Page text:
commissions cut@ (Adds comment from banking association, updates prices)
MEXICO CITY, Nov 8 (Reuters) - Mexico's banking stocks plummeted on Thursday after a senator from the president-elect's party unexpectedly presented a proposal to stop banks from charging certain commissions, deepening fears about the leftist's economic policy.
Mexico's S&P/BMV IPC stock index fell 5.8 percent, its biggest one-day loss in more than seven years. Shares in Grupo Financiero Banorte tumbled nearly 12 percent, and Santander's local unit dropped 8 percent.
Inbursa, which is controlled by the family of billionaire Carlos Slim, and the bank Gentera, both fell about 10 percent after the news that President-elect Andres Manuel Lopez Obrador's party was unveiling the bill. His Morena party, along with leftist allies, have a solid majority in both houses of Congress.
It was the second shock to Mexican market in less than two weeks. Stocks and the peso were hammered earlier this month after Lopez Obrador, who takes office on Dec. 1, announced he would scrap a partially built $13 billion new airport for the capital.
"All of this is by the book of what every other leftist government has done in Latin America: governing by referendum, then going after the financial conglomerates," said Santiago Arias, a portfolio manager at Credicorp Capital Asset Management in Santiago, Chile.
"There was a hope that Lopez Obrador would be a little more conscious about how he would approach the private sector," he said.
Lopez Obrador did not comment on the bill in a video posted Friday where, sitting in the back of a army truck, he detailed plans to add more runways to a military airport.
The banking initiative, submitted by Ricardo Monreal, Senate leader for Lopez Obrador's Morena party, argues that banks in Mexico earn more in commissions than in other countries.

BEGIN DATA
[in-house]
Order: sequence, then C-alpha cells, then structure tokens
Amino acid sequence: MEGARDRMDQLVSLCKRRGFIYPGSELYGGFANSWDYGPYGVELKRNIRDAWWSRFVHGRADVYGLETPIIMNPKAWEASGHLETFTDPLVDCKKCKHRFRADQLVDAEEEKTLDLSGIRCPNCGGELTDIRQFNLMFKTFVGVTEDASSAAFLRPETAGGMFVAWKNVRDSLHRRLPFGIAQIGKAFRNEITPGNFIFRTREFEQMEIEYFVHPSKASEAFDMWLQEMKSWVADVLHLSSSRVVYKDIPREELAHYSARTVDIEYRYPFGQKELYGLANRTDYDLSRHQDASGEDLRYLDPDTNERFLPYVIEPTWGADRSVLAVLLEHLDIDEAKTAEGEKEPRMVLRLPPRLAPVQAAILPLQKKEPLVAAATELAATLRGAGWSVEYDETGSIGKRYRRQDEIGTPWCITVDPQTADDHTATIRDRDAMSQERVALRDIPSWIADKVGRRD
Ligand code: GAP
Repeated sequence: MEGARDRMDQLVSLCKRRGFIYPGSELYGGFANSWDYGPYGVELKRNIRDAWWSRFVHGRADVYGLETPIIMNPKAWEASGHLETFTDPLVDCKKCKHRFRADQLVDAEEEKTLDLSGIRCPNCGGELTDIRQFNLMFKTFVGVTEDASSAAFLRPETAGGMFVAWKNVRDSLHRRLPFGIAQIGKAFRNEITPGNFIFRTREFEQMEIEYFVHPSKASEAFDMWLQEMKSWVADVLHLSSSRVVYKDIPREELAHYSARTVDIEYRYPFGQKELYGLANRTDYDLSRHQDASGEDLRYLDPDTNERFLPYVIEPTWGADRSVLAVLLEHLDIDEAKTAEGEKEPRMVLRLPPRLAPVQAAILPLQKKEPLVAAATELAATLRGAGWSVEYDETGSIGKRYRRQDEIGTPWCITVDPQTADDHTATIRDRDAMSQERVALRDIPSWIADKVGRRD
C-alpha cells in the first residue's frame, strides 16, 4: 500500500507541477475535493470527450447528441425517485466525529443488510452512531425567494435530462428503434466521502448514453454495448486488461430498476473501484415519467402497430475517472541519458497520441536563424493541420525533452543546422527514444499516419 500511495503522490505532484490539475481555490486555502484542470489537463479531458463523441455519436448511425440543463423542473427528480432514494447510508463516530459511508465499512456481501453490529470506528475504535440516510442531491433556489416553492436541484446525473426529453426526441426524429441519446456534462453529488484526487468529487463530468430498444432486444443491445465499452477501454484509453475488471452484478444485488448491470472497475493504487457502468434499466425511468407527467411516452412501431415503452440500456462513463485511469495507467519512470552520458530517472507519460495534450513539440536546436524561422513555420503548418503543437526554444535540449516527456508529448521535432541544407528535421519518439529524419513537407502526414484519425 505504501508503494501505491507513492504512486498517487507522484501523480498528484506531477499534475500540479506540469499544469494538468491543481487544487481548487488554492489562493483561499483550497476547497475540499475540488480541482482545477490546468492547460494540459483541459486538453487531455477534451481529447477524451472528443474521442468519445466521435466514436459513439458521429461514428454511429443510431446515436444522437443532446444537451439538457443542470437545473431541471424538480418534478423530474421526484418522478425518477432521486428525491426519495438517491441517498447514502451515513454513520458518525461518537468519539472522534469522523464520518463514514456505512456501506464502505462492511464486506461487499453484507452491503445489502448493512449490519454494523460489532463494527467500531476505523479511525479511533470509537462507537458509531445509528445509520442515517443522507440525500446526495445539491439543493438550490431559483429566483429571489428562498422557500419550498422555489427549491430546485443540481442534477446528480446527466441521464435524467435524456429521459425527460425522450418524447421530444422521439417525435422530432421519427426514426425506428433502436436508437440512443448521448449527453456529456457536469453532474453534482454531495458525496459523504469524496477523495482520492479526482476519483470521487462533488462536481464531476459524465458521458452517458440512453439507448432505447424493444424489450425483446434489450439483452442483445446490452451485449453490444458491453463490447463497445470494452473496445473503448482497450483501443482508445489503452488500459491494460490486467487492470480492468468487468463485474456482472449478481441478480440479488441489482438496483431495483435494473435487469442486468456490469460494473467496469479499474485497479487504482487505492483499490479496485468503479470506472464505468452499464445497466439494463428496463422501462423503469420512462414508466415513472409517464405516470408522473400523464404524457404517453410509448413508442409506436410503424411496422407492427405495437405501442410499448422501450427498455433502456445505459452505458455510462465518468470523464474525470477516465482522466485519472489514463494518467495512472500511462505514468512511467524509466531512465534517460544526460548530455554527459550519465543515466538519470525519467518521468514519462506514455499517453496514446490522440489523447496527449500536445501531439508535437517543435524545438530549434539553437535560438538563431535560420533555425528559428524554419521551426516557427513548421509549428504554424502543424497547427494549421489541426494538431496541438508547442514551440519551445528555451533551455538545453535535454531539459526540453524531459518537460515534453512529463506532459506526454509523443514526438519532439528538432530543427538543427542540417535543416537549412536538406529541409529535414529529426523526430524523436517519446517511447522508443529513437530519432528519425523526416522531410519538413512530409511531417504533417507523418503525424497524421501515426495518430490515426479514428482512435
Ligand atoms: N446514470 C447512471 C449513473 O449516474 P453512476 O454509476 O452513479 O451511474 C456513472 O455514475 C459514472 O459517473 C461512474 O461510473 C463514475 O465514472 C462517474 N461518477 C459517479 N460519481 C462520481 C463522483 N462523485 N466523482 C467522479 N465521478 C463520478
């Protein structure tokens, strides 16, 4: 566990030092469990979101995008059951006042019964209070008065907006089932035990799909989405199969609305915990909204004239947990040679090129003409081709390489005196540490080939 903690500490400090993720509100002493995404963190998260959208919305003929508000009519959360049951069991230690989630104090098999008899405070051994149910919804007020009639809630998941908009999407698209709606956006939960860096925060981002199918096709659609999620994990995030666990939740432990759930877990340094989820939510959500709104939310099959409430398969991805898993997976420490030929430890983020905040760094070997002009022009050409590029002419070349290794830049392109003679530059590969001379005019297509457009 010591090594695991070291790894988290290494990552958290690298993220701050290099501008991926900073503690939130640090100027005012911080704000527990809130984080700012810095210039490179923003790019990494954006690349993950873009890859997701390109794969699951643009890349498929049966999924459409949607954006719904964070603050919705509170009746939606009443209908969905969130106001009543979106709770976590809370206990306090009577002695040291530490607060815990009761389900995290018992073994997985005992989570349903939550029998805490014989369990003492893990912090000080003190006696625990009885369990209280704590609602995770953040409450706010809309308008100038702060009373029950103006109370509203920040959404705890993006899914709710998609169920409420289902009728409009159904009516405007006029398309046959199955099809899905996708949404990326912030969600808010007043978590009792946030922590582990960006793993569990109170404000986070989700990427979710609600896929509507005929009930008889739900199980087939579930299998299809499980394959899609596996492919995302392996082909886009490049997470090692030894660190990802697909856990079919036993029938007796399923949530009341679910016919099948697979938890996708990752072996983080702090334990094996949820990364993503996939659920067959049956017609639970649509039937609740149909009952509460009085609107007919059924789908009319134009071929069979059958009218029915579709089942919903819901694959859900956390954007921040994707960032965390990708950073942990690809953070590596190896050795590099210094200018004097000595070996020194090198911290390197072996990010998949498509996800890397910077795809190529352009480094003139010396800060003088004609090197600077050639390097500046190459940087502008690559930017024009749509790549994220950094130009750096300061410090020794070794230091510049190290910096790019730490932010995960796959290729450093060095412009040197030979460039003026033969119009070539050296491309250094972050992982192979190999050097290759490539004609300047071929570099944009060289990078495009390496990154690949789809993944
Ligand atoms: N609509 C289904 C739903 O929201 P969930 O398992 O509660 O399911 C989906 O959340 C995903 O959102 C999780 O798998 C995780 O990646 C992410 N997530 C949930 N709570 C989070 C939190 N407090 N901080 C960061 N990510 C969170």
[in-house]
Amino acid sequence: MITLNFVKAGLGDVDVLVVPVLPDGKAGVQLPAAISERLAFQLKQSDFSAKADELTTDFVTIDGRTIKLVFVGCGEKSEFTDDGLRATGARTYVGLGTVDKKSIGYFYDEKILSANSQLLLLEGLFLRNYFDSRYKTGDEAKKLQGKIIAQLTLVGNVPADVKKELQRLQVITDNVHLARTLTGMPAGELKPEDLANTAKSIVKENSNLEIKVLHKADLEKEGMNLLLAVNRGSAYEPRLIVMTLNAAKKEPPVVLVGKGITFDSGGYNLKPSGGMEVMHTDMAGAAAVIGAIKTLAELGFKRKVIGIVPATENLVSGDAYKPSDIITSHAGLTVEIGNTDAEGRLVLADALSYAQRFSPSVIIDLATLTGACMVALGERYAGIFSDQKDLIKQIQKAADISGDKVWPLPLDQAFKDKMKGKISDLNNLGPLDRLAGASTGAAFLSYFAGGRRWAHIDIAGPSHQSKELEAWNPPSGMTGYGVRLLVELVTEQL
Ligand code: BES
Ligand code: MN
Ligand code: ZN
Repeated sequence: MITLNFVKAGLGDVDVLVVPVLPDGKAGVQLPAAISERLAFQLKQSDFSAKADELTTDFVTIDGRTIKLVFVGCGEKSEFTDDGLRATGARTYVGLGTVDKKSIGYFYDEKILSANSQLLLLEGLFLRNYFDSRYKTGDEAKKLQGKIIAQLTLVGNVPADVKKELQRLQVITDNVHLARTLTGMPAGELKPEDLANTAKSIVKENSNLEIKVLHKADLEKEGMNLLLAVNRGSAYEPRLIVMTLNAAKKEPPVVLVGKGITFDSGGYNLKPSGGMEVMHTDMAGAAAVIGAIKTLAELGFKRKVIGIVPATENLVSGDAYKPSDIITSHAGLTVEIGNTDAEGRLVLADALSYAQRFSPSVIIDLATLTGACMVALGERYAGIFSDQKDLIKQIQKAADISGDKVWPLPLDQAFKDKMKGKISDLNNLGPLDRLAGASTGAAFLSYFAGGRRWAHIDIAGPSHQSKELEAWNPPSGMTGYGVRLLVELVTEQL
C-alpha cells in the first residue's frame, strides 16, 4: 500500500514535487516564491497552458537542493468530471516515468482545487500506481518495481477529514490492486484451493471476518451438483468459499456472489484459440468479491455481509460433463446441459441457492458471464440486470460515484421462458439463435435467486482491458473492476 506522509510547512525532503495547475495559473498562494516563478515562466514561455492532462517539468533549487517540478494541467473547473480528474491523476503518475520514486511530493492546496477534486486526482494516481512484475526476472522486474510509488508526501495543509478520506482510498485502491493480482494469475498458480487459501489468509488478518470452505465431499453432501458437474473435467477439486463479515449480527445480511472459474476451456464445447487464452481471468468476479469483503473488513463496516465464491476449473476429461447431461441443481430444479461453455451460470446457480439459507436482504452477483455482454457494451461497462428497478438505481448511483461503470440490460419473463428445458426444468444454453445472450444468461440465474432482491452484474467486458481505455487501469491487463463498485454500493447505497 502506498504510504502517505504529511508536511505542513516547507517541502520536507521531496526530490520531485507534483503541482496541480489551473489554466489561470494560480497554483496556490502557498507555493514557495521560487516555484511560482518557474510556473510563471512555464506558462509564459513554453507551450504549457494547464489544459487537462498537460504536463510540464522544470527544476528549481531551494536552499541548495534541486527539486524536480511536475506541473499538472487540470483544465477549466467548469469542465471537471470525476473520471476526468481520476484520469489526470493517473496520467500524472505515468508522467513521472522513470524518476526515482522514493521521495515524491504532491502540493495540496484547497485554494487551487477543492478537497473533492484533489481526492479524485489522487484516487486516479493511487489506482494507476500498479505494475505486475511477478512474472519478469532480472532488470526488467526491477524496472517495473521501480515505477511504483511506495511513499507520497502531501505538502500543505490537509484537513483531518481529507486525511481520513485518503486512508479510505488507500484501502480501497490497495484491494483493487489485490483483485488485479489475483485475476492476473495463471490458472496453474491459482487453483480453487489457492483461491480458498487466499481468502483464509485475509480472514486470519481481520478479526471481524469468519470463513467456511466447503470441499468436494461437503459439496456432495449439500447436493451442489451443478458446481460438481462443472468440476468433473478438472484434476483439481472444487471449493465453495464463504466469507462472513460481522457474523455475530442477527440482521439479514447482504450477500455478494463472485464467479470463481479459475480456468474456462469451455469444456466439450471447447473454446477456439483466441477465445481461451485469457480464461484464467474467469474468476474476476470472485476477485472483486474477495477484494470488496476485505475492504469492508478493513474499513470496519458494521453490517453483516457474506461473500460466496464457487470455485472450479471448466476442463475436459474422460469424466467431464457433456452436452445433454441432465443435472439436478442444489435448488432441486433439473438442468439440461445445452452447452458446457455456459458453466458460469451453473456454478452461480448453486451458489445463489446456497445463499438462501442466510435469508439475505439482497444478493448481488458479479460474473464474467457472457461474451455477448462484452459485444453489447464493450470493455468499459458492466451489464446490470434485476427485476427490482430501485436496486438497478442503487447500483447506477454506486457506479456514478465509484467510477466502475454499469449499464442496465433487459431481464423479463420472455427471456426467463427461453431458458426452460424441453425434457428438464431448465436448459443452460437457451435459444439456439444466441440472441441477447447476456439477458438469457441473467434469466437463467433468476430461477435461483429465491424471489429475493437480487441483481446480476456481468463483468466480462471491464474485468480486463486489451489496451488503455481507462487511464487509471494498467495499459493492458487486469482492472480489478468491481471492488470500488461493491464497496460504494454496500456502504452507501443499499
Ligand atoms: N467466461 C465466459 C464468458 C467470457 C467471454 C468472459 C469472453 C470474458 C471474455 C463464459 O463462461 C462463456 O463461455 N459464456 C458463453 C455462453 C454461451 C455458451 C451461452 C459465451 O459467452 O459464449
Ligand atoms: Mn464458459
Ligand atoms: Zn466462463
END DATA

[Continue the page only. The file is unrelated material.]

"We're convinced that this initiative is fundamental to make the relationship between the people and banks fairer," said Morena Senator Bertha Caraveo.
"Today we made another step in the promise to separate economic power and political power."
Mexico's banking sector, which is dominated by foreign-owned banks such as Citigroup's Citibanamex and Spain's BBVA Bancomer, has been a frequent target of leftist politicians in Mexico.
Lopez Obrador won a landslide victory in July. Mexico's last leftist administration mounted a disastrous privatization of the banking sector in 1982.
The bill referenced a study by Mexico's financial products watchdog Condusef that said 30 percent of Mexican banks' revenue on average comes from commissions.
It would prohibit financial entities from charging clients for checking a balance, withdrawing cash and requesting past bank statements, among other things. The plan would also require the Bank of Mexico and Mexico's banking regulator to create a plan to annually lower commissions on bank transfers.
Several bankers told Reuters on condition of anonymity that the proposal caught them by surprise.
Banking association ABM said in a statement that it would analyze the bill and work with lawmakers and regulators to "strengthen transparency" around financial products.
Condusef said BBVA Bancomer made 36 percent of its revenue in Mexico from commissions, while Citibanamex and HSBC earned one third. Banorte was the next highest, with 31 percent of its revenue from commissions.
Banking experts said the bill's backers should have laid the groundwork by meeting with financial groups and presenting public studies rather than unexpectedly proposing the bill.
"A lot of the reaction is the surprise," said Renata Herrerias, a finance professor at Mexico's ITAM university. "I think the public in general agrees that there is abuse in the charging of commissions."
"What scares people ... is the way they do it," he said.
BBVA Bancomer and HSBC did not immediately respond to requests for comment. Banorte said in a filing to the Mexican stock exchange that the fluctuation in its share price on Thursday reflected "natural market movements."
Citibanamex declined to comment. (Reporting by Miguel Gutierrez and Adriana Barrera; Additional reporting by Sheky Espejo, Daina Beth Solomon, Christine Murray, Michael O'Boyle and Stefanie Eschenbacher; Editing by Tom Brown and Grant McCool)